WEATHER »
Cleveland Elementary School students Denise Oliva (left and below) and Daniela Paredes

Chris Henry

Cleveland Elementary School students Denise Oliva (left and below) and Daniela Paredes


Magoo’s Shoes Kicks Down for Kids in Need

Nonprofit Hands Out 138 Pairs to Young Students


With smiles all around and tears of happiness, “There are no dry eyes in Magoo’s Shoes,” said Simon Dixon, executive director of the nonprofit that provides new shoes to underprivileged kids in Santa Barbara. Teaming up with Deckers, Dixon was able to expand the program to five elementary schools, reaching 138 students. Each student ​— ​handpicked by school secretaries who maintain close relationships with the kids and their families ​— was chosen earlier this summer based on their economic situation.

Magoo’s Shoes was created more than 10 years ago by Washington Elementary teacher Tia Blickley, who granted the most economically disadvantaged students a brand-new pair of shoes. After her leave of absence in 2010, Dixon, who became the school’s Parent-Teacher Organization president a year later, took on leadership of the program.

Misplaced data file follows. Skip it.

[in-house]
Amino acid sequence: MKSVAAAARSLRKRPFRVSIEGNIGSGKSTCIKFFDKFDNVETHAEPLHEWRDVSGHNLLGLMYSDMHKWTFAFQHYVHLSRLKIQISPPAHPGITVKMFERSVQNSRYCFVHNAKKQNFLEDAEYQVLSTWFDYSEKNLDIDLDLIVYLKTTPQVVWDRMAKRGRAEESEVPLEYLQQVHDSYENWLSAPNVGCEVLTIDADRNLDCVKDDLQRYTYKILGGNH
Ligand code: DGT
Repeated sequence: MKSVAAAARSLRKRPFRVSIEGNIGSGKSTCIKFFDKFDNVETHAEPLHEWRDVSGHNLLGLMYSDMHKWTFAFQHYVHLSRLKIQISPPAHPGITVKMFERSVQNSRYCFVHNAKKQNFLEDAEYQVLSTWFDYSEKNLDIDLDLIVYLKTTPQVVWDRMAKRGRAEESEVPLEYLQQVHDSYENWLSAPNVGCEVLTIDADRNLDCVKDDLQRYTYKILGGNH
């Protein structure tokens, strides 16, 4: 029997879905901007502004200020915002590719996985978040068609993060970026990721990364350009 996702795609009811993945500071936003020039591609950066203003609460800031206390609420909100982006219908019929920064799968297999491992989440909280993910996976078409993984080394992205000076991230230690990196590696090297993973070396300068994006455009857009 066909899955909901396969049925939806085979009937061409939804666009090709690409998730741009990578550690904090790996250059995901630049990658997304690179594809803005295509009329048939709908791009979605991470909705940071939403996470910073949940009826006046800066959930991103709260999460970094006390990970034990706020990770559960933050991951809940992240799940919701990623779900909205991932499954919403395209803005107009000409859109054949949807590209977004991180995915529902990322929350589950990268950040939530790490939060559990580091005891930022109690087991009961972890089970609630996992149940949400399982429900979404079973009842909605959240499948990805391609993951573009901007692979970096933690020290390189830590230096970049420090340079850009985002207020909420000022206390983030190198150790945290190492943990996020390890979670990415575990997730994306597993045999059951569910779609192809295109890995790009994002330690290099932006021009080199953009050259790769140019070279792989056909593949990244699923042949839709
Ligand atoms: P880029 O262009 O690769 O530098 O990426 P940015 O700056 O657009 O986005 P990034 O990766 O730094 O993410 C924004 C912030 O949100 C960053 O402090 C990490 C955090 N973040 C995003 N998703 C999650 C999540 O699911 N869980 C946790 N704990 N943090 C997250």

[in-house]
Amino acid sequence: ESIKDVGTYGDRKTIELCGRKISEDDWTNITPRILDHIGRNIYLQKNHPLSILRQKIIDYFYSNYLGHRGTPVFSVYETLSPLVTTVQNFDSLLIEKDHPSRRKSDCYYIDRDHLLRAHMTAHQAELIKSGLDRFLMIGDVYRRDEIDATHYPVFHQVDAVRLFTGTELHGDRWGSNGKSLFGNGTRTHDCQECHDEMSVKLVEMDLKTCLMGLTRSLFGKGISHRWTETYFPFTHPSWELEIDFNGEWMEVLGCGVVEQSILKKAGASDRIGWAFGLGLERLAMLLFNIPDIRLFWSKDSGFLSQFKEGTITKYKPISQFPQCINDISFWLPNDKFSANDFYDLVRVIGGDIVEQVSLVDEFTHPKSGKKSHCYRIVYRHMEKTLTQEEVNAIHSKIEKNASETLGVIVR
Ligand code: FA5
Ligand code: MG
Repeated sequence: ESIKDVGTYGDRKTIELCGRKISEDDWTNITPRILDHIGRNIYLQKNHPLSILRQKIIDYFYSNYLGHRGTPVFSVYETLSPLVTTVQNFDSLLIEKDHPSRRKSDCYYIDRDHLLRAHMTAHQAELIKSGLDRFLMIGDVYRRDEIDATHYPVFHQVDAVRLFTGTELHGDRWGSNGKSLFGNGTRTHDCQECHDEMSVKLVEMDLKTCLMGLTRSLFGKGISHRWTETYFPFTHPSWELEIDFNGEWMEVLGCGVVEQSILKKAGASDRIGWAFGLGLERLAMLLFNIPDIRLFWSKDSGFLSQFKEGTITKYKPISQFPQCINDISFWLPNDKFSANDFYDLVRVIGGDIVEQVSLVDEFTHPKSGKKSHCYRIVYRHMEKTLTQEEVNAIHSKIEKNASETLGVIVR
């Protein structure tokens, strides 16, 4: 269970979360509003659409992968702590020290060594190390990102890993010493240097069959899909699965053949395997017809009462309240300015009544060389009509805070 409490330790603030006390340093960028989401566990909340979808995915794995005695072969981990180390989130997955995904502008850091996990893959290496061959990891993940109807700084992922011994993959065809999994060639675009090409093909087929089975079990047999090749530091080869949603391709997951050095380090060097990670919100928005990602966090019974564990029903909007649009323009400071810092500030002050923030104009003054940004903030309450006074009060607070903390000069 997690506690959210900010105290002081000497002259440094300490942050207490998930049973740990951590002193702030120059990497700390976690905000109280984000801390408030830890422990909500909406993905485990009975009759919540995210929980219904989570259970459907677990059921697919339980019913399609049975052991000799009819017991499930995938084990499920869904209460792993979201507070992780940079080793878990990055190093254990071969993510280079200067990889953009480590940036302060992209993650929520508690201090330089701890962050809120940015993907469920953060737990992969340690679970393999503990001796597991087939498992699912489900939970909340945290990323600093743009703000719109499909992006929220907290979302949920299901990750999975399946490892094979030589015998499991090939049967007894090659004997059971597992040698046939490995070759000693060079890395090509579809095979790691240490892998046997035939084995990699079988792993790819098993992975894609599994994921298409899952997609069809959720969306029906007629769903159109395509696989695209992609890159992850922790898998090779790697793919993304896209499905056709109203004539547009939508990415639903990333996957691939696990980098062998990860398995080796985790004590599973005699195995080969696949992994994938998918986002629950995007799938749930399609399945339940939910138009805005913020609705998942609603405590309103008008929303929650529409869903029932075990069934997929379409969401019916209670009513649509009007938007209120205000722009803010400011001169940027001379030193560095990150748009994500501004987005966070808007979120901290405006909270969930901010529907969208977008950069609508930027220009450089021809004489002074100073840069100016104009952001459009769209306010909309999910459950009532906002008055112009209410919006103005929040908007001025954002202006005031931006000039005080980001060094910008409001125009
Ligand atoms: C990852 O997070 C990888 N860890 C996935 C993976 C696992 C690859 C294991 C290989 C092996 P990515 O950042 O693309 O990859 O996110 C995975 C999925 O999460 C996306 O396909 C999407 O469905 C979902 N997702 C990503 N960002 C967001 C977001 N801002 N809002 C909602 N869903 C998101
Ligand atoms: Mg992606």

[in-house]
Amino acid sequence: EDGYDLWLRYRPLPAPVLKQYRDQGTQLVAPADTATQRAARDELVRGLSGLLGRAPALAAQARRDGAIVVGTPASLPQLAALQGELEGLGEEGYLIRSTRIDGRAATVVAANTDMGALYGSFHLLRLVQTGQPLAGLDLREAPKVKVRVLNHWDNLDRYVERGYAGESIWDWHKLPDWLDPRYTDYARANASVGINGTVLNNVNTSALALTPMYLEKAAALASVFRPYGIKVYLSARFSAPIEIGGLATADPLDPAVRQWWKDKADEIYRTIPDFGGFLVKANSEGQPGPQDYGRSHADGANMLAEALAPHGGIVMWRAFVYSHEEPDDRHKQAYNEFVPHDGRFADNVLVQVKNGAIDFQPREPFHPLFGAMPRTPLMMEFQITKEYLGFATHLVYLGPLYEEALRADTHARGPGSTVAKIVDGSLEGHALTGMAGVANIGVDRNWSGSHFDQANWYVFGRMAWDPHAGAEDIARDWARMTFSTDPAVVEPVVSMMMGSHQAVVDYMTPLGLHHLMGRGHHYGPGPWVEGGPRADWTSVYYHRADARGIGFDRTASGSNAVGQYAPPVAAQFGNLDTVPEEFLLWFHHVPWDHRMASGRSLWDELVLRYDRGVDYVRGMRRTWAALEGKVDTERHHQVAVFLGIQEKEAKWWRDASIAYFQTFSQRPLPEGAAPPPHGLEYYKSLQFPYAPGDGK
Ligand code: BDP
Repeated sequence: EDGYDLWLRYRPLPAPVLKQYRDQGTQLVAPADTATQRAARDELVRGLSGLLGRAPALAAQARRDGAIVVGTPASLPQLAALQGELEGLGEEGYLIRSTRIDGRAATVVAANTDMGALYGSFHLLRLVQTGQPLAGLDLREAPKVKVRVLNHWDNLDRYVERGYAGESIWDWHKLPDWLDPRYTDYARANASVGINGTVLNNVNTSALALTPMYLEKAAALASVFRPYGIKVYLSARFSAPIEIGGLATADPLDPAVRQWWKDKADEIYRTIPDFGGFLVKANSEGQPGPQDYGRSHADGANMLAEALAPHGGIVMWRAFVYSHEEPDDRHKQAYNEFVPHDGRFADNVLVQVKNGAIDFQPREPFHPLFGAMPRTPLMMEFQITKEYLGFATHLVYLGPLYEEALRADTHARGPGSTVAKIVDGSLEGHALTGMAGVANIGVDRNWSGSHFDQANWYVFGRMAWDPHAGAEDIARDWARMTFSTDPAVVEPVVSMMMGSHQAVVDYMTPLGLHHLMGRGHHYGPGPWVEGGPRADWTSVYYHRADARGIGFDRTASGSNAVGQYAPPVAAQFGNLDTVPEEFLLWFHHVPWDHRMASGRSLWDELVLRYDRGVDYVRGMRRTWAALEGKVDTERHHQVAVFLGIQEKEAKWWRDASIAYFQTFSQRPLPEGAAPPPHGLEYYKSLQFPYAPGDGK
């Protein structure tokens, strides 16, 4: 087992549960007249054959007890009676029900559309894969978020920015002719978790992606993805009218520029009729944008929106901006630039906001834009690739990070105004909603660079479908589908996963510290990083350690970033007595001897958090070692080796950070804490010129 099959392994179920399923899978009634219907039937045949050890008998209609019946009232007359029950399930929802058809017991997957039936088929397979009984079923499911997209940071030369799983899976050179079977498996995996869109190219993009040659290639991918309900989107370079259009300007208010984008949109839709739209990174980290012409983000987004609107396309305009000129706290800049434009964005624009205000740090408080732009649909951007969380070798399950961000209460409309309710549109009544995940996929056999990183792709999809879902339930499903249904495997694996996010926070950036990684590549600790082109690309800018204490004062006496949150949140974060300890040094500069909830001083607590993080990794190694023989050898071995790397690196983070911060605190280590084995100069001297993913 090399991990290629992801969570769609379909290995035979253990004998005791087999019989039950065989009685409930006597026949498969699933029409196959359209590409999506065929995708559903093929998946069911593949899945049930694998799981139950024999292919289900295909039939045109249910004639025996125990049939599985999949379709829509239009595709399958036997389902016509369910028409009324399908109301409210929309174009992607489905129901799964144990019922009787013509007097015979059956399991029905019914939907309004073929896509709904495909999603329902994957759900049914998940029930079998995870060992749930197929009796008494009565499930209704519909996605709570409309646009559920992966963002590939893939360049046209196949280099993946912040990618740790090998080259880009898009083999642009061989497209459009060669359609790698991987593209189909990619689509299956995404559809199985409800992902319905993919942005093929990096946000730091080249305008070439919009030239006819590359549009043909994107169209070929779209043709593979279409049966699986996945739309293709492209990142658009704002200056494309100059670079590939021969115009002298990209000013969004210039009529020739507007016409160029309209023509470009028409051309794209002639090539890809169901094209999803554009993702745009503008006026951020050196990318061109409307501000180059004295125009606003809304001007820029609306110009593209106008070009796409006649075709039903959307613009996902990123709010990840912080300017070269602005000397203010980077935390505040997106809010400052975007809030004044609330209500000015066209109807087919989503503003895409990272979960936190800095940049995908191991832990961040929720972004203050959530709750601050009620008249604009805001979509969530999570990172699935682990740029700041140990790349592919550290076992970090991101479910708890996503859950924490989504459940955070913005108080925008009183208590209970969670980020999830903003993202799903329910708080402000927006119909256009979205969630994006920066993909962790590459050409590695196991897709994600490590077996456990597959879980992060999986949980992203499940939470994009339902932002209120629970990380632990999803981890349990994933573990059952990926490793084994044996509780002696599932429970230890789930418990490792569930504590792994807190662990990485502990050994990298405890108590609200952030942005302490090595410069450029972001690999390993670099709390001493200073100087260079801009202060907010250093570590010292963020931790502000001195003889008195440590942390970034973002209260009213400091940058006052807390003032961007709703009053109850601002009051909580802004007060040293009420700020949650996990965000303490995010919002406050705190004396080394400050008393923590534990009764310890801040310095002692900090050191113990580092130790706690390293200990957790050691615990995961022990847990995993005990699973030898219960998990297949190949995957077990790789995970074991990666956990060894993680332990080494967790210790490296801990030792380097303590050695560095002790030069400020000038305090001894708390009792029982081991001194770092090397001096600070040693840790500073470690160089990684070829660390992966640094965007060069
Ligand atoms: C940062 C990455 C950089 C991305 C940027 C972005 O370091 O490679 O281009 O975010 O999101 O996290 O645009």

Determined to get more students “up and running,” Dixon reached out to Stephen Coyne, a senior manager at Deckers, who offered Magoo’s Shoes a 50 percent discount. After numerous fundraisers, donations ​— ​some from as far away as Hong Kong and the United Kingdom ​— ​and a successful GoFundMe drive, Dixon raised enough money to nearly double the amount of recipient kids right off the bat, giving each one a pair of their choosing.

When asked why shoes are so important to the kids, Dixon explained that a handful of them wore hand-me-downs one or two sizes too small, and some had never before worn brand-new shoes. “If you really look, you see a lot of need in Santa Barbara,” Dixon said, emphasizing the lack of awareness for underprivileged families in a well-off city like Santa Barbara. By next year, Dixon hopes to expand to 10 elementary schools and reach as many as 500 children.



Be succinct, constructive, and relevant to the story. Leaving a comment means you agree to our Discussion Guidelines. We like civilized discourse. We don't like spam, lying, profanity, harassment or personal attacks.

comments powered by Disqus
event calendar sponsored by: